Monthly Archives: October 2011

Looking at constellations from a different angle

You are probably familiar with the constellation of Orion (The Hunter), in particular with the asterism that makes up Orion’s Belt.

Because of the way the right ascension data is plotted the images shown here are how they would appear to a distant observer looking at Orion towards Earth.

Because stars are so far away we tend to think of them as being painted onto a surface at a fixed distance – “like a huge picture painted on the sphere of the sky”. But if you look at the stars in three dimensions then Orion looks very different.

From above it’s difficult to recognise Orion’s shape as the lines connecting the two rightmost stars (Betelgeuse and Saiph) to the rightmost star of Orion’s belt (Alnitak) overlap:

From the side the shape is more obvious. Alnilam, the middle star of Orion’s belt is by far the furthest star, more than 1300 light years away from Earth:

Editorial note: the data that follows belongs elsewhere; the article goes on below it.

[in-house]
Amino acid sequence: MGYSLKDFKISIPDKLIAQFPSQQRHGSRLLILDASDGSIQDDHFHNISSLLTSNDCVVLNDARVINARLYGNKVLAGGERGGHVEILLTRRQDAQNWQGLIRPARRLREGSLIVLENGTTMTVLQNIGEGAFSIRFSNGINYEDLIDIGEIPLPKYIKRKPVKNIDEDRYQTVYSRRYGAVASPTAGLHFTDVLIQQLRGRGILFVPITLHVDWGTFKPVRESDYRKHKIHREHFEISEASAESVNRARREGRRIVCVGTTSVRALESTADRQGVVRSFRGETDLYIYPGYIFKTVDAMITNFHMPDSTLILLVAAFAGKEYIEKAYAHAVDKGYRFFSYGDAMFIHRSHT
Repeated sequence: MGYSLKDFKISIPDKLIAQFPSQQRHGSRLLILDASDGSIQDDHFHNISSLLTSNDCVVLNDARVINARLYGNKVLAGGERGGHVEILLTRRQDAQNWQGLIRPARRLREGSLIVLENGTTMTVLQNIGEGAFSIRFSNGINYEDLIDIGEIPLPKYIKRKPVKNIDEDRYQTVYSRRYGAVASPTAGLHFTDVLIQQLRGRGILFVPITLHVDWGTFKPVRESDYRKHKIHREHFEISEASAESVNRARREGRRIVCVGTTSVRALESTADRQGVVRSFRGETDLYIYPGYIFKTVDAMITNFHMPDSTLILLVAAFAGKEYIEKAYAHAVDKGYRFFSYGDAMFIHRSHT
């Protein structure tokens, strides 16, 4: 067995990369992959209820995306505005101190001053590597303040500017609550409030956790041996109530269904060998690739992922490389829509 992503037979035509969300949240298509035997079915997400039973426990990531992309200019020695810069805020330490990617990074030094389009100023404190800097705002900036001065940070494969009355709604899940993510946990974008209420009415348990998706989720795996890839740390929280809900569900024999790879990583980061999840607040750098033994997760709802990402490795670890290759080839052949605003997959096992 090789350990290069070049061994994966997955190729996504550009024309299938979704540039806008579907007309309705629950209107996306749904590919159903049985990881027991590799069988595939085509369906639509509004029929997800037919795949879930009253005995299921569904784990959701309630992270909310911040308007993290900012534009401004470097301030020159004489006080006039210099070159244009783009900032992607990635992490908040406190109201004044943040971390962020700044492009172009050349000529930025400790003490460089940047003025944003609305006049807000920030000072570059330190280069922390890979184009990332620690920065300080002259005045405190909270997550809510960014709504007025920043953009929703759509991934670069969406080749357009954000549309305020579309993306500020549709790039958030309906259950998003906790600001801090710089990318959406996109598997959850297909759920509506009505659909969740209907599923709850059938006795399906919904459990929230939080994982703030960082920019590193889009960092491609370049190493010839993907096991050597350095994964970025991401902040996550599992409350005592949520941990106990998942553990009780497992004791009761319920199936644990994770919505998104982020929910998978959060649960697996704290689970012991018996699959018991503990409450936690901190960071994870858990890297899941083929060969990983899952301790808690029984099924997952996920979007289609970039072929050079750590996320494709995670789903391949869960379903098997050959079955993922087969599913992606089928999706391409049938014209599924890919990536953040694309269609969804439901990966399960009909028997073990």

This post was inspired by an arXiv paper* by Dr Daniel Brown from the School of Science and Technology at Nottingham Trent University. You can download the data I used as an Excel spreadsheet (.XLS, 29 kB).

* Daniel Brown (2011) “The Orion constellation becomes installation: An innovative three dimensional teaching and learning environment”, arXiv:1110.3469v1 [physics.ed-ph].

Dating a common ancestor

Time Tree is a website that allows you to search for the point in time at which the genetic code of two organisms diverged; the time at which their last common ancestor lived.

Investigating human beings is quite fun: the last common ancestor that we shared with chimpanzees lived 6.3 million years ago and we shared an ancestor with gorillas 8.6 million years ago. We are much closer to cats and dogs (95.2 million years ago) than we are to ducks (292 million years ago).

If we start to look at more obviously different organisms we find much older most recent common ancestors: we shared an ancestor with jellyfish 892 million years ago and with the northern red oak tree 1.43 billion years ago.